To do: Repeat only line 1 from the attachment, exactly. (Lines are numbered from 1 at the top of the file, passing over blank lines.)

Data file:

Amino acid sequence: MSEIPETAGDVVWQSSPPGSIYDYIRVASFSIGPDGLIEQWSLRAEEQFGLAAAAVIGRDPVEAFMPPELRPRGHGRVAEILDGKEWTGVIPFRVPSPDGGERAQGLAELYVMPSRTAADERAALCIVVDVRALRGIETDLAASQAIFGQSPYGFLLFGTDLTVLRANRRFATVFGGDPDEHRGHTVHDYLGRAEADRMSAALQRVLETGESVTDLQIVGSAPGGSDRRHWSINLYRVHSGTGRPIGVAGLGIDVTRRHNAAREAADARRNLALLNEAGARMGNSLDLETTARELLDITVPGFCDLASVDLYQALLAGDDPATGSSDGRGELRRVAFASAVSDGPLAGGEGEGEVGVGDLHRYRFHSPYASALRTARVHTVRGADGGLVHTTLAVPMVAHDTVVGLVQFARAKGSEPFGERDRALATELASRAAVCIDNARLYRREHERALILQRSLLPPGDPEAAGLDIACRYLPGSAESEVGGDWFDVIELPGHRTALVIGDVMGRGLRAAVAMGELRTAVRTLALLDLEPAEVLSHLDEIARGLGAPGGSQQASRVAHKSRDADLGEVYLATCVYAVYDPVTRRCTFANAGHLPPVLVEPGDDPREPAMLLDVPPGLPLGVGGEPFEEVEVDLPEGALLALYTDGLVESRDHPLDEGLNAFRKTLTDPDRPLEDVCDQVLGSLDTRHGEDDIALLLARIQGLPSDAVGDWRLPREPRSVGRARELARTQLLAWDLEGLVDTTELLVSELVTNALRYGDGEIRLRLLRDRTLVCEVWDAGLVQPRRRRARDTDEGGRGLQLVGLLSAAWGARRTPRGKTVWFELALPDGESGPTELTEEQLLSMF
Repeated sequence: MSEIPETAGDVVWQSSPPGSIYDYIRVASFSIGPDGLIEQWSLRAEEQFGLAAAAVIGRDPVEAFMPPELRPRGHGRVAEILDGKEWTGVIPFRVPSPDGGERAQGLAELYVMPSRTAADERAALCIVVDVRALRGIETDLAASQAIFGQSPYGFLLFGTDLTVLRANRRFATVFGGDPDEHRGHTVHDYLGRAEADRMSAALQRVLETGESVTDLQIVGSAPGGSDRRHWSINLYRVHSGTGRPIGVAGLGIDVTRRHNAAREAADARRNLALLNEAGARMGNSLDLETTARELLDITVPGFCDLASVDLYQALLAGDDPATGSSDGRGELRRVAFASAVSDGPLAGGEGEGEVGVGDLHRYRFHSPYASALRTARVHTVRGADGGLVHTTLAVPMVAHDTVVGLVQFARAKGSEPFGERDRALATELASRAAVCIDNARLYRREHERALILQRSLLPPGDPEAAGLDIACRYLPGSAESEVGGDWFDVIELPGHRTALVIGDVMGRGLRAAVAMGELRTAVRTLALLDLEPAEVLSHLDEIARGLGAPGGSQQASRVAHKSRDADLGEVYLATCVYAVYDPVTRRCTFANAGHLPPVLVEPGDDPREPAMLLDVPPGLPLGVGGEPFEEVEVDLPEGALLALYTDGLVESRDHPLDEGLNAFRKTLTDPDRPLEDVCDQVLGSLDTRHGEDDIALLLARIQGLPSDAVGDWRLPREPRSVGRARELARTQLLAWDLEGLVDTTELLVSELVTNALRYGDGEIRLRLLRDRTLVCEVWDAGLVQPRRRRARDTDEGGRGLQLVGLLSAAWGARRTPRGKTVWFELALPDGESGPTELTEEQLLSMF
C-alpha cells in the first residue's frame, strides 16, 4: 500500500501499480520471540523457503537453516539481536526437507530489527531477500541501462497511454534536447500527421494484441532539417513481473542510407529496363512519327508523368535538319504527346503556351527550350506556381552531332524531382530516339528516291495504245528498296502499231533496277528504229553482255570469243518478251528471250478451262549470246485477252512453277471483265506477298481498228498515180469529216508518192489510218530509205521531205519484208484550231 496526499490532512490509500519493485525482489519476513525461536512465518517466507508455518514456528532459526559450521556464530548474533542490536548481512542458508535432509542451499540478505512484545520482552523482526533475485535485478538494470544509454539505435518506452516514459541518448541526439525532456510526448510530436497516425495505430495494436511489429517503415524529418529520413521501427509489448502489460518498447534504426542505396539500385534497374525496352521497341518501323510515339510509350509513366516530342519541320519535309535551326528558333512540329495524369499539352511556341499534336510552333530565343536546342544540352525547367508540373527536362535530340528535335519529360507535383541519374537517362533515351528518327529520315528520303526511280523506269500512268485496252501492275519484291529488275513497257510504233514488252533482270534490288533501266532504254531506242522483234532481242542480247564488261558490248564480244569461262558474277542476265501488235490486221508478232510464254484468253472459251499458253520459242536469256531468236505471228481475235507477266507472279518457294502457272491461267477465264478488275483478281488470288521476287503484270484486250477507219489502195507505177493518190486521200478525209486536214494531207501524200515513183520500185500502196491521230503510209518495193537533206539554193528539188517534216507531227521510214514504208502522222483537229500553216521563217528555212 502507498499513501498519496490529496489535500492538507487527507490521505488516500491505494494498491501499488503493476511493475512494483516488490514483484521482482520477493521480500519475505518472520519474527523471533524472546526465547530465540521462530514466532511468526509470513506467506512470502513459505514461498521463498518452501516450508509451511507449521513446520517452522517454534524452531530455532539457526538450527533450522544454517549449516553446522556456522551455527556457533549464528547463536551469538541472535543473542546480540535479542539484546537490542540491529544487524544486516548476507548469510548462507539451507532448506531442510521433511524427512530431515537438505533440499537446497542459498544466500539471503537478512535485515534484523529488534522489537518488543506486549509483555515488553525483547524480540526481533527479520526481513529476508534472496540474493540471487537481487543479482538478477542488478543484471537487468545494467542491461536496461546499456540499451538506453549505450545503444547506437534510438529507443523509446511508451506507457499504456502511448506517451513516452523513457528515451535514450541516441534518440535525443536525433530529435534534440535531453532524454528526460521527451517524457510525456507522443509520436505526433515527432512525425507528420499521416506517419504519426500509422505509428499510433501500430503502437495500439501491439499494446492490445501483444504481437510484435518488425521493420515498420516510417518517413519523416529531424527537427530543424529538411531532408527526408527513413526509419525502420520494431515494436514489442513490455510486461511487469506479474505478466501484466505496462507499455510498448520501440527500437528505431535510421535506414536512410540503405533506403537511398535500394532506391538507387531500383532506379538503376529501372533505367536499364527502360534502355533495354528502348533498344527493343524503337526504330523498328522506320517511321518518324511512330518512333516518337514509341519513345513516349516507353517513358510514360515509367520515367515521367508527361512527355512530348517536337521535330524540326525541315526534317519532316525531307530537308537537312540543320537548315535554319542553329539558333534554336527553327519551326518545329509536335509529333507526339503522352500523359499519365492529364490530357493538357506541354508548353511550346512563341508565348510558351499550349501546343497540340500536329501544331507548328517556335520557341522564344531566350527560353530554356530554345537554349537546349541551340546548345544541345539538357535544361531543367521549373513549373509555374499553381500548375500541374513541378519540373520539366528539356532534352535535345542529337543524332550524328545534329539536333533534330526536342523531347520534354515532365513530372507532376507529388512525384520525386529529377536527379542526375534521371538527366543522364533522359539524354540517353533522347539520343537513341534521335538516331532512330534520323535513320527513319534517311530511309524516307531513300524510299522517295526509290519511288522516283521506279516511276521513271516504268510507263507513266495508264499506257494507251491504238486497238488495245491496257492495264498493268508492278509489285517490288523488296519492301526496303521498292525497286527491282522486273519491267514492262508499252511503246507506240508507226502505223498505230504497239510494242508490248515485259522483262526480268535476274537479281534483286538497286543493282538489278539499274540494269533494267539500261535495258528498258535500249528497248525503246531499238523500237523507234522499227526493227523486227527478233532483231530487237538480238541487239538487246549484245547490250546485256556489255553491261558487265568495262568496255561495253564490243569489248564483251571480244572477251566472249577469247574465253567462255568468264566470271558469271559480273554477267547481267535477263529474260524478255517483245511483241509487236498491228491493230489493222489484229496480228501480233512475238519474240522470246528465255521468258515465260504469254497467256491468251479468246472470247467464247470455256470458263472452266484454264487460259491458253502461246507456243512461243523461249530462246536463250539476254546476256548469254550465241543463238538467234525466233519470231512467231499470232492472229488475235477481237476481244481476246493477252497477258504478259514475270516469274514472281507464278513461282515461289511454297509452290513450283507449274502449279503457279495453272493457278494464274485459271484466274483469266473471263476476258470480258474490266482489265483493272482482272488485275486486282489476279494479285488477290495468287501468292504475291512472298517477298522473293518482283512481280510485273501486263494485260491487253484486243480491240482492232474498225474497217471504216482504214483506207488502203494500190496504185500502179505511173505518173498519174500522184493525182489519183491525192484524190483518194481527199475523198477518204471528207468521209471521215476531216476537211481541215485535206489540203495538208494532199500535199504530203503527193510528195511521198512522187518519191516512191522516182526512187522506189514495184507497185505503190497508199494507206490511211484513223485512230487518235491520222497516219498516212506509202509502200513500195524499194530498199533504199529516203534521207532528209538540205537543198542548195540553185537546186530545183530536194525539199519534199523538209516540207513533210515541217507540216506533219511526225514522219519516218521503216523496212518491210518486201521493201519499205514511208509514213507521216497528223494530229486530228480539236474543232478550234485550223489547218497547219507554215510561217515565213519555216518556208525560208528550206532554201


Amino acid sequence: MSEIPETAGDVVWQSSPPGSIYDYIRVASFSIGPDGLIEQWSLRAEEQFGLAAAAVIGRDPVEAFMPPELRPRGHGRVAEILDGKEWTGVIPFRVPSPDGGERAQGLAELYVMPSRTAADERAALCIVVDVRALRGIETDLAASQAIFGQSPYGFLLFGTDLTVLRANRRFATVFGGDPDEHRGHTVHDYLGRAEADRMSAALQRVLETGESVTDLQIVGSAPGGSDRRHWSINLYRVHSGTGRPIGVAGLGIDVTRRHNAAREAADARRNLALLNEAGARMGNSLDLETTARELLDITVPGFCDLASVDLYQALLAGDDPATGSSDGRGELRRVAFASAVSDGPLAGGEGEGEVGVGDLHRYRFHSPYASALRTARVHTVRGADGGLVHTTLAVPMVAHDTVVGLVQFARAKGSEPFGERDRALATELASRAAVCIDNARLYRREHERALILQRSLLPPGDPEAAGLDIACRYLPGSAESEVGGDWFDVIELPGHRTALVIGDVMGRGLRAAVAMGELRTAVRTLALLDLEPAEVLSHLDEIARGLGAPGGSQQASRVAHKSRDADLGEVYLATCVYAVYDPVTRRCTFANAGHLPPVLVEPGDDPREPAMLLDVPPGLPLGVGGEPFEEVEVDLPEGALLALYTDGLVESRDHPLDEGLNAFRKTLTDPDRPLEDVCDQVLGSLDTRHGEDDIALLLARIQGLPSDAVGDWRLPREPRSVGRARELARTQLLAWDLEGLVDTTELLVSELVTNALRYGDGEIRLRLLRDRTLVCEVWDAGLVQPRRRRARDTDEGGRGLQLVGLLSAAWGARRTPRGKTVWFELALPDGESGPTELTEEQLLSMF